Burmese Days by George Orwell
a fable of social metaphysics
by Tom Radcliffe
Copyright: Tom Radcliffe
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What does George Orwell have to tell us about social metaphysics?
Orwell (the pen name for Eric Blair) was the most literate of intellectual socialists in the English-speaking world, a keen observer of humanity, and if his writing is any indication, a deeply depressed man. While his observations rightly depressed Orwell, we can be thankful for his acuteness and objectivity, especially as expressed in his first novel, Burmese Days.
Orwell served the British Empire as a colonial policeman in Burma in the 1920's, and used his experiences to draw a portrait of colonial life that is almost naturalist in its unsparing, unflattering view of people of all races and creeds, and yet at the same time deeply analytical. The fascinating thing about the book is that it can be read as a long fable about social metaphysics, which is the notion -- often held but rarely expressed -- that what other people think constitutes reality. By telling the story of a small number of English expatriates living on the fringes of Burma's sweltering jungle, far from major centers of power and commerce, Orwell spotlights the deadly consequences of believing that an individual's actions must conform to the common will rather than to the evidence of the senses and the reflections of the individual's mind.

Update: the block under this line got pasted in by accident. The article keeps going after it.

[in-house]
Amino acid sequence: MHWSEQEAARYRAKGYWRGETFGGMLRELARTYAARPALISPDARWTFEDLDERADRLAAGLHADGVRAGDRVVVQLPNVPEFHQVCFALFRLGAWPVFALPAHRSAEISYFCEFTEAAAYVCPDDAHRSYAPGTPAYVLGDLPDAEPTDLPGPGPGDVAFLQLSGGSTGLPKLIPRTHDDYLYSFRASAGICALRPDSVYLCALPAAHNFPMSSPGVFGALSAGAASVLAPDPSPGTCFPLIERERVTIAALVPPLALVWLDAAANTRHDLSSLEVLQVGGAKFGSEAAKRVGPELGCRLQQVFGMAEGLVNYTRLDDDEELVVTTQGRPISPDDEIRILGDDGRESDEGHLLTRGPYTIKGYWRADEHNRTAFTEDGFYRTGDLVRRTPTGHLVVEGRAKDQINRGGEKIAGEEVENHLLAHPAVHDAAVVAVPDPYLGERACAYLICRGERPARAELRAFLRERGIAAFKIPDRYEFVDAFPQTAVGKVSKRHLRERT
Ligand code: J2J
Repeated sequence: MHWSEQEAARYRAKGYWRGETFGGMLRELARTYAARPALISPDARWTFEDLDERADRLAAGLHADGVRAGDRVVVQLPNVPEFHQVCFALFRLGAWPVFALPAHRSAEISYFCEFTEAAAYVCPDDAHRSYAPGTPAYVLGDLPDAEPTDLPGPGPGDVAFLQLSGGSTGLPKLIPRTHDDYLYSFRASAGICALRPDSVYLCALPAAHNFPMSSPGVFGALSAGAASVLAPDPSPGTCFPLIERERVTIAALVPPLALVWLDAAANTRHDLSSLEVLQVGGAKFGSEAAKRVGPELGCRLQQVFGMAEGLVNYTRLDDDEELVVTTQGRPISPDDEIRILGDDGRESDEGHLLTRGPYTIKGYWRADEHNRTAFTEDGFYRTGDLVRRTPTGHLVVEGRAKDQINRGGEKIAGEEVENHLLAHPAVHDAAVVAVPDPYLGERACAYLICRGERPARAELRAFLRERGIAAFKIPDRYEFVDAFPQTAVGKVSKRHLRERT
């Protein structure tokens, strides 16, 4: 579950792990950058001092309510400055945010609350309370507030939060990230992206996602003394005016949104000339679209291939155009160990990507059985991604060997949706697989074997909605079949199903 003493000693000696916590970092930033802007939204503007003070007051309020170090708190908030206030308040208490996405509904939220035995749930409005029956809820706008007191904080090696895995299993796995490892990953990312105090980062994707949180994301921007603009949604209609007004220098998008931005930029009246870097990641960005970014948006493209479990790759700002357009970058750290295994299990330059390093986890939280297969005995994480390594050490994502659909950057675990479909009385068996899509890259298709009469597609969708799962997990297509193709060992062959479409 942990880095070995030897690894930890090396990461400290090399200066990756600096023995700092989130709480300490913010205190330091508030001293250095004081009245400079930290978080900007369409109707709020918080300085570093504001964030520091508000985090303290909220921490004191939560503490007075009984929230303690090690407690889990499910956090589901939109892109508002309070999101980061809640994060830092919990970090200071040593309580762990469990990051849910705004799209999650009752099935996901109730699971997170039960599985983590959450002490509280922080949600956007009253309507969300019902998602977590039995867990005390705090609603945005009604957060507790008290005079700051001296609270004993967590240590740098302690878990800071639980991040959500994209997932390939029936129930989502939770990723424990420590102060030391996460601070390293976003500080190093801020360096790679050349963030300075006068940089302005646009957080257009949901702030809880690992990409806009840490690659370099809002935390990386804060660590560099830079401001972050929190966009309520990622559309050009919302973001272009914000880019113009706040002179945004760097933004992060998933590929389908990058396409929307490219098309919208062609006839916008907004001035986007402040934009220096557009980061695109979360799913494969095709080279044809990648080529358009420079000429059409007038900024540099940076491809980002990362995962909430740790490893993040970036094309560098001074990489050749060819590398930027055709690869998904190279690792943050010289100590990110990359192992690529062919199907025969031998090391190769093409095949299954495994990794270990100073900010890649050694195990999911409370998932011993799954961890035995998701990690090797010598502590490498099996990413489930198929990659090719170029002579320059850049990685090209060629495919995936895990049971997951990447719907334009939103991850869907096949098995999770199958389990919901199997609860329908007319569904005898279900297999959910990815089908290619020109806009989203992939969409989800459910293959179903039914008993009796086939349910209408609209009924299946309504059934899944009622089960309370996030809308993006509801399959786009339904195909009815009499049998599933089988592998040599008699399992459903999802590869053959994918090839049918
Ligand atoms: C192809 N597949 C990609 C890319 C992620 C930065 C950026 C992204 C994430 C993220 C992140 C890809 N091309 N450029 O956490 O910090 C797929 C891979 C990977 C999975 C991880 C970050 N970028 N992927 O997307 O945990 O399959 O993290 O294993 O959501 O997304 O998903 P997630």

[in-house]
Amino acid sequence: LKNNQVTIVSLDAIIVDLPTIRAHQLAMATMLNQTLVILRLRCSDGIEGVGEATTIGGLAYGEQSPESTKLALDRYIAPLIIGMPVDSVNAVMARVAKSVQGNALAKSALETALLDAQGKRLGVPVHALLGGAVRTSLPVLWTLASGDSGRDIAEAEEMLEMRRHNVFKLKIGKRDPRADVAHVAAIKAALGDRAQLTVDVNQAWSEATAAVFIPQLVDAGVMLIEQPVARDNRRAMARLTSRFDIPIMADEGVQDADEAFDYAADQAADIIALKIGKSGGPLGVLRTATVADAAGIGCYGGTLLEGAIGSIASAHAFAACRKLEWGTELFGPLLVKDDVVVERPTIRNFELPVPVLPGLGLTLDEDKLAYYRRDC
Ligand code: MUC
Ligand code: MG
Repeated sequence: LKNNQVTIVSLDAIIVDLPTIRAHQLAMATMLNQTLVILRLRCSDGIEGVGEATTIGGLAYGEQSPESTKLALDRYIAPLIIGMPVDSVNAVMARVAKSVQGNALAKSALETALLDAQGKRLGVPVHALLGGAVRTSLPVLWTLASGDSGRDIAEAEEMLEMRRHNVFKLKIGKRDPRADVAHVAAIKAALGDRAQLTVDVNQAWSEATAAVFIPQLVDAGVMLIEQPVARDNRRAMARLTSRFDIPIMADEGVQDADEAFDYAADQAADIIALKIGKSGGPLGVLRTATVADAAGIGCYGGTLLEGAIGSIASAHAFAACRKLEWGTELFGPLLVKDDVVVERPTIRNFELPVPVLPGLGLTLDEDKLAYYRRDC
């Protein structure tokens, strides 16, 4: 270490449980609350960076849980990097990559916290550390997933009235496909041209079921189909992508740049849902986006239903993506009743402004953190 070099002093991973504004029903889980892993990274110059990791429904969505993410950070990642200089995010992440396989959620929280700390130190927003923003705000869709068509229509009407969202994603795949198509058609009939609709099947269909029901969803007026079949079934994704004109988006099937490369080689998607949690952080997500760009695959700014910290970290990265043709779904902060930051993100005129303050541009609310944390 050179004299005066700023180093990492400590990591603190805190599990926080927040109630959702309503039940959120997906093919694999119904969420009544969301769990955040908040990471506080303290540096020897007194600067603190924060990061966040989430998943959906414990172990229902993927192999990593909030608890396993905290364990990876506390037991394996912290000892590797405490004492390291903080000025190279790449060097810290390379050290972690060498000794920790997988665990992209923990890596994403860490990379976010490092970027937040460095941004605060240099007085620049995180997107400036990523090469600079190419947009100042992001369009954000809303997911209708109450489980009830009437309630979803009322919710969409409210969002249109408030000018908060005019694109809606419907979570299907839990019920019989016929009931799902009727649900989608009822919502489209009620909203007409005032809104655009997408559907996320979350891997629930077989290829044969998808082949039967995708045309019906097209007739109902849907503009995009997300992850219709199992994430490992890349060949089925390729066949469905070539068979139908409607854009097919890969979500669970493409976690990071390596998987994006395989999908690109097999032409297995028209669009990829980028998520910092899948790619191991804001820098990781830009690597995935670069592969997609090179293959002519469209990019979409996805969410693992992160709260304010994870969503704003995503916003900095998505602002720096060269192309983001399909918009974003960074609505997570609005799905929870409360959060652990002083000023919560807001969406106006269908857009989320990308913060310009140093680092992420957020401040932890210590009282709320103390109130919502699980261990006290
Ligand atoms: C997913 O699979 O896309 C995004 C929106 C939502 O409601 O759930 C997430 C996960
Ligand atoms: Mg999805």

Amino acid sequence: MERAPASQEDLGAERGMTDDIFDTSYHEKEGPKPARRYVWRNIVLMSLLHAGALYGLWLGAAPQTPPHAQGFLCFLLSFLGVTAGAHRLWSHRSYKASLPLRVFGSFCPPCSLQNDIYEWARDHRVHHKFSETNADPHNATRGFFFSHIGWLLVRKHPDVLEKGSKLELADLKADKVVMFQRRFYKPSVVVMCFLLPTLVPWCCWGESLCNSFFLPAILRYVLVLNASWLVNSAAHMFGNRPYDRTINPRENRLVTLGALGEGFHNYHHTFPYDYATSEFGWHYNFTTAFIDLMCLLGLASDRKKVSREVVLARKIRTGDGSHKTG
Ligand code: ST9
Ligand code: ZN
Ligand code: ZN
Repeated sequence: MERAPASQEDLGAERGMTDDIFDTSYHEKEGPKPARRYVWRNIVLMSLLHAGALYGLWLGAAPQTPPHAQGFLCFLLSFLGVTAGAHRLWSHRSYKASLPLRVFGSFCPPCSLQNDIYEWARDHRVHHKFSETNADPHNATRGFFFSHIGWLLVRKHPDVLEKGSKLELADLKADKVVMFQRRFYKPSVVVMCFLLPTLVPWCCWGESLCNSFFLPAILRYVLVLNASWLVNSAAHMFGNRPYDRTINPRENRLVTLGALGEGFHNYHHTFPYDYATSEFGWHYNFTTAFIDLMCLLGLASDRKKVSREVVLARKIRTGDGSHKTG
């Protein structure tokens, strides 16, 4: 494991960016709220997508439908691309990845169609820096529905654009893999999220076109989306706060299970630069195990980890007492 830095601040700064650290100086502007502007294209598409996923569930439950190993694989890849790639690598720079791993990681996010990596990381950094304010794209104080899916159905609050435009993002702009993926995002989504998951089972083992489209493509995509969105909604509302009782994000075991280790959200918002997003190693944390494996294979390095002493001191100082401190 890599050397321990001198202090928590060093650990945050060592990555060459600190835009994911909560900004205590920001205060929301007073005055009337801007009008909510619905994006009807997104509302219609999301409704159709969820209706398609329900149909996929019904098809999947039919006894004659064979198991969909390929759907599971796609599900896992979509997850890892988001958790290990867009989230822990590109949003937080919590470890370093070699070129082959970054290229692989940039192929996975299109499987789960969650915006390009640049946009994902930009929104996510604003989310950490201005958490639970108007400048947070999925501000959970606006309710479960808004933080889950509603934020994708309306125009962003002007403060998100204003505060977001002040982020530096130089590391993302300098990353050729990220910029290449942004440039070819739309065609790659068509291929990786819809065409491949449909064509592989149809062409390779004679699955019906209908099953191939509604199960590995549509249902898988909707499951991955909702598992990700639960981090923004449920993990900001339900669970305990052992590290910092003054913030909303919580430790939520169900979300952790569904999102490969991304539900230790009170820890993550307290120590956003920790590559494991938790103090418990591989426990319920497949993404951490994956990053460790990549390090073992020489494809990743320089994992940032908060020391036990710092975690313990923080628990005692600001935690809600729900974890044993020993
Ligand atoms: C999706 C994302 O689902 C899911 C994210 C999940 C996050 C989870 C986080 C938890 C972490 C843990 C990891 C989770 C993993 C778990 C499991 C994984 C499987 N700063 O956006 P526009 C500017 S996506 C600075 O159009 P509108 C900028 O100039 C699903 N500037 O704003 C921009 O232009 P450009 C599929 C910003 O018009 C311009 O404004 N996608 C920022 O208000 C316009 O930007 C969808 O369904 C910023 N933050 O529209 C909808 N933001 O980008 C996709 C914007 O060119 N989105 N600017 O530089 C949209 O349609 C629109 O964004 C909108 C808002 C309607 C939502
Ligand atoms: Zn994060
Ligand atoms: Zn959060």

John Flory must count as the hero of the piece, deeply flawed though he is. A factor for a teak-wood company, he retreated to Burma in the face of an inability to come to terms with English society. Disfigured by a birthmark on one cheek, which he perennially tries to keep turned away from the world, and deeply scarred by the complete social rejection this minor blemish produced in the England of his boyhood and youth, he hides in this most distant outpost of the Empire, running a lumber camp and coming into the town of Kyauktada when he can, spending his evenings at the local European Club, "playing bridge and getting three parts drunk."
Flory is a would-be decent human being, but his lack of self-esteem and self-confidence make him weak in the face of the enormous social pressures exerted by the tiny community of Europeans, from which he is profoundly alienated. He sees a green pigeon while walking in the forest, and thinks: